Instead of debuting in the League, he was sent back to junior and established himself as one of the world's top prospects. After a 2013-14 season when disappointing losses overshadowed great individual achievements, the 19-year-old is on the verge of starting his NHL career.
"I'm more mature as a person. I think I grew a little bit being one of the older guys on the [junior] team, seeing things you didn't see when you were 16 or 17," Drouin said from Lightning prospect camp. "A lot of things were tough for me. It helped me grow as a person. Not winning was the toughest thing."
With the Halifax Mooseheads of the Quebec Major Junior Hockey League in 2012-13, Drouin won the Memorial Cup alongside good friend Nathan MacKinnon, and won the Michel Briere Memorial Trophy as the QMJHL most valuable player.
The following season didn't go as smoothly.
Drouin was sent back to Halifax on Sept. 29, four days before the Lightning started their NHL schedule. Playing one more season of junior, he dominated on the ice and learned a great deal off it.
"I think I'm over [being sent back]. I don't want to think about it too much. In the end, it was their decision to send me back to juniors for another year," Drouin said. "Obviously you want to prove them wrong, but as the year went on I think I was playing more for the Moosheads than anything else. You forget about being cut and you move on a little bit. It was a big deal, but I'm only 19 years old. I have many years in front of me to try to make the club."
Lightning coach Jon Cooper said that long-term outlook was to benefit Drouin and the team.
"It was by no means to send him a message," Cooper told The Tampa Tribune this week. "Jonathan Drouin is not someone we’re investing in for one year. We're investing in him for a decade or more. Why would we want to rush the finished product?"
Being cut was a new experience for Drouin, who went on to finish third in QMJHL scoring with 108 points even though he missed 22 games with injuries. He also was among the top scorers at the IIHF World Junior Championship in Malmo, Sweden.
But the Quebec native dealt with an unfamiliar experience: losing.
Drouin and his Canada teammates finished fourth at the WJC and the Mooseheads lost in the semifinals of the QMJHL playoffs to eventual champion Val-d'Or. To his credit, Drouin refused to go out without a fight. Down 2-1 to Val-d'Or in the best-of-7 series, Drouin gave one of the finest performances of his junior career in Game 4, scoring two goals with three assists and winning 20 of 35 faceoffs (57 percent) in a 5-4 victory.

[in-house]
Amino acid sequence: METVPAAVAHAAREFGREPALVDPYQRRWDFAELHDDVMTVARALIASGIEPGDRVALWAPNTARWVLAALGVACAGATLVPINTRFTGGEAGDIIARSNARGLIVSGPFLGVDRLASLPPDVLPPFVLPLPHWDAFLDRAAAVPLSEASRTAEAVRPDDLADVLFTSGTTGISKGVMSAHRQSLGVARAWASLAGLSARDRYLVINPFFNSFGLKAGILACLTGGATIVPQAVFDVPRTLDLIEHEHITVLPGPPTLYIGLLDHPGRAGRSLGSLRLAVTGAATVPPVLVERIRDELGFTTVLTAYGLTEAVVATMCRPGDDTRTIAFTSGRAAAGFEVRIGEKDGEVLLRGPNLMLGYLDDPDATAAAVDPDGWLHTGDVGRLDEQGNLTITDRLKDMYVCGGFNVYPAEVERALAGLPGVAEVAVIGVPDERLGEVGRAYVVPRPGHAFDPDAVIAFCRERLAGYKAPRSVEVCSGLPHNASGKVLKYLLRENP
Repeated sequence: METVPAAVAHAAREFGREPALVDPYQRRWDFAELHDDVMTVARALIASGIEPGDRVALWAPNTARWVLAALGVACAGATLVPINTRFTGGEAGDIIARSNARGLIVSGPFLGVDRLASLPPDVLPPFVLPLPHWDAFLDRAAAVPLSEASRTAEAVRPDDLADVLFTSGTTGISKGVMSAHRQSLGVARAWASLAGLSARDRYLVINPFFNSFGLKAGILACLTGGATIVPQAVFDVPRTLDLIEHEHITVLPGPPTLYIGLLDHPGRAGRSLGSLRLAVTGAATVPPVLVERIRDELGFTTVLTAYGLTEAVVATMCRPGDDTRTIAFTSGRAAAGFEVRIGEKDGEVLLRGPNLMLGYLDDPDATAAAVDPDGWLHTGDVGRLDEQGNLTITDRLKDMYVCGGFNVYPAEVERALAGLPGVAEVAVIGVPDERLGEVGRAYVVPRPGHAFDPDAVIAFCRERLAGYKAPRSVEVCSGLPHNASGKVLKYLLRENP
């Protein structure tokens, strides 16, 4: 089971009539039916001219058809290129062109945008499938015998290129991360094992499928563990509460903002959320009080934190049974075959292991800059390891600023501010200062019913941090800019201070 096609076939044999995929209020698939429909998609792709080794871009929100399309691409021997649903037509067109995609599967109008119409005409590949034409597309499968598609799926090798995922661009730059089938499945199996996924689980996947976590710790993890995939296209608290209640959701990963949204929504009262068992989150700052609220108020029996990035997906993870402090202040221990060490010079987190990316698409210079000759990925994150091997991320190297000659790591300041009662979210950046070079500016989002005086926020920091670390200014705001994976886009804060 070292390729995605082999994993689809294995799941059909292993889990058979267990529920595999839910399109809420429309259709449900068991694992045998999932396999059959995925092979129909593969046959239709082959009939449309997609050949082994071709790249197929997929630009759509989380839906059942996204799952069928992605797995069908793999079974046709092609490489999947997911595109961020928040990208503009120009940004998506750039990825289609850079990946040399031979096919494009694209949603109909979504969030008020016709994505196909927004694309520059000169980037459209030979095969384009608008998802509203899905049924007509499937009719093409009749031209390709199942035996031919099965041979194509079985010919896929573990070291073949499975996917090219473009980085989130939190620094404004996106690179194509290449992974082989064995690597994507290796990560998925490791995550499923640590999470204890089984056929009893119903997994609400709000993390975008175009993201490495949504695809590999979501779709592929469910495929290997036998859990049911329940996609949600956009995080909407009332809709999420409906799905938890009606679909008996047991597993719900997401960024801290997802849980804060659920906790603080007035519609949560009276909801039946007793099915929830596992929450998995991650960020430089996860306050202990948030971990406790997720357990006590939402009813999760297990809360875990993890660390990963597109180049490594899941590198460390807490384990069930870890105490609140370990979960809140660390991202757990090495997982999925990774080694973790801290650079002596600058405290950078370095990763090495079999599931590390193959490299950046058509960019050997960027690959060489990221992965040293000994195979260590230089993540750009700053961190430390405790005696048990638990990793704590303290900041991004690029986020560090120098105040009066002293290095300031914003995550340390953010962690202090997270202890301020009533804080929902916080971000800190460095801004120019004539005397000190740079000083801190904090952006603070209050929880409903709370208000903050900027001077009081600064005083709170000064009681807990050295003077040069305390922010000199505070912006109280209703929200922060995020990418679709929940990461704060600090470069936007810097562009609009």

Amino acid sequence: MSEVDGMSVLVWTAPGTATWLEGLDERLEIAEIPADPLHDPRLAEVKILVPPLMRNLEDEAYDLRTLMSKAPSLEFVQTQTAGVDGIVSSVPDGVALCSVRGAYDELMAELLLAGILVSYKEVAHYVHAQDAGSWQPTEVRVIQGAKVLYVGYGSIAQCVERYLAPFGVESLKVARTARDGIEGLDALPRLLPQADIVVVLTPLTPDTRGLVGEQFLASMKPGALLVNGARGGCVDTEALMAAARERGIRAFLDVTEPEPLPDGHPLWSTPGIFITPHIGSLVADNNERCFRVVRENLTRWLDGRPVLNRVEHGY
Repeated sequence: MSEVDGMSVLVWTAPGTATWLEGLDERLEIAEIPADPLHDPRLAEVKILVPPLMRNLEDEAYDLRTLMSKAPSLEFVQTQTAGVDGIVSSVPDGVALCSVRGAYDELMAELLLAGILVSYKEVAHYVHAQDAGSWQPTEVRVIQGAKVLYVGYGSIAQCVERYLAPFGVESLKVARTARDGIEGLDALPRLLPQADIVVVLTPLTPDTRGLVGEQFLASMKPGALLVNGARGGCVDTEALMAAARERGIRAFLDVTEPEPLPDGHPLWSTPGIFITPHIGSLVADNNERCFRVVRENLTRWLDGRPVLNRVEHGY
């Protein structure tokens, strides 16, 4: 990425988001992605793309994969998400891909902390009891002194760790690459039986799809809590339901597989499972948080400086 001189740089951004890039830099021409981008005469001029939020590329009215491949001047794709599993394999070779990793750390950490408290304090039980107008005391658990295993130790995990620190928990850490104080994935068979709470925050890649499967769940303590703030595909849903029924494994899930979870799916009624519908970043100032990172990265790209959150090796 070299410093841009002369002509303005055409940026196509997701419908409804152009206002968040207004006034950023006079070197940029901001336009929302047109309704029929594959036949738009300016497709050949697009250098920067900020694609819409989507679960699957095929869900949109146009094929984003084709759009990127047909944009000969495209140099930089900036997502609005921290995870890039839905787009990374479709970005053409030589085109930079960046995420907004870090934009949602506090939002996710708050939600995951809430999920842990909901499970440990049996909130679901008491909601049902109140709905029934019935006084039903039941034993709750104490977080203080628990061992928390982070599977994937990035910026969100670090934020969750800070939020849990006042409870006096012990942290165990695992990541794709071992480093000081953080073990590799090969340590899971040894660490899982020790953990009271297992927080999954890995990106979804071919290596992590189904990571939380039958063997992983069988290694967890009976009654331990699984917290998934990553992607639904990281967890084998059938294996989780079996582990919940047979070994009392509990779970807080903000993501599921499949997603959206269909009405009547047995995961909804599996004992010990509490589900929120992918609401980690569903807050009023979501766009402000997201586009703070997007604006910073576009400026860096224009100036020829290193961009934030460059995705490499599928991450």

Knocked out in the third round, Drouin led the QMJHL in playoff scoring with 41 points in 16 games.
"A lot of people look at stats, but we didn't win. My 17-year-old season we won," he said. "It was a little different, but we had a good playoff run as a team and I had a good playoff run too. There are a lot of things to work on and that's why this summer I'm here."
The payoff has been visible.
"You can just see [his] quickness out there; [the] puck skills and the smarts have always been there," director of player development Stacy Roest told the Lightning website. "Now I think the conditioning's better and to me he looked a lot faster; he looks really good."
Drouin didn't just lose some big games last season, he also was without one of his best friends, MacKinnon. Apart after two successful seasons together in Halifax, Drouin and MacKinnon, who was selected first by the Colorado Avalanche in the 2013 draft, stayed in contact.
"We're buddies, so we text quite often. We don't really talk much about hockey. We get hockey 24/7 already, so we're happy to change the subject," Drouin said. "It was more stuff off the ice, like what Colorado is like and what's going on in Halifax with the new players."
MacKinnon won the Calder Trophy as the NHL rookie of the year, adding another item to Drouin's list for the foreseeable future.
"It's one of my goals to win the Calder one day. But I also want to go far in the playoffs, which is an even better feeling," he said.
Drouin has a lengthy list of benchmarks he's looking to reach, some as soon as next season, but returning to the World Junior Championship isn't among them. Hockey Canada invited Drouin to its summer evaluation camp in August, but the Lightning prospect isn't ready to book his ticket for the 2015 tournament in Toronto and Montreal.
Drouin wouldn't say if he would attend the evaluation camp, but he wasn't shy about his intention to spend Christmastime doing something else.
"The last two years have been great with Team Canada," he said. "Honestly, I'd rather be in the NHL."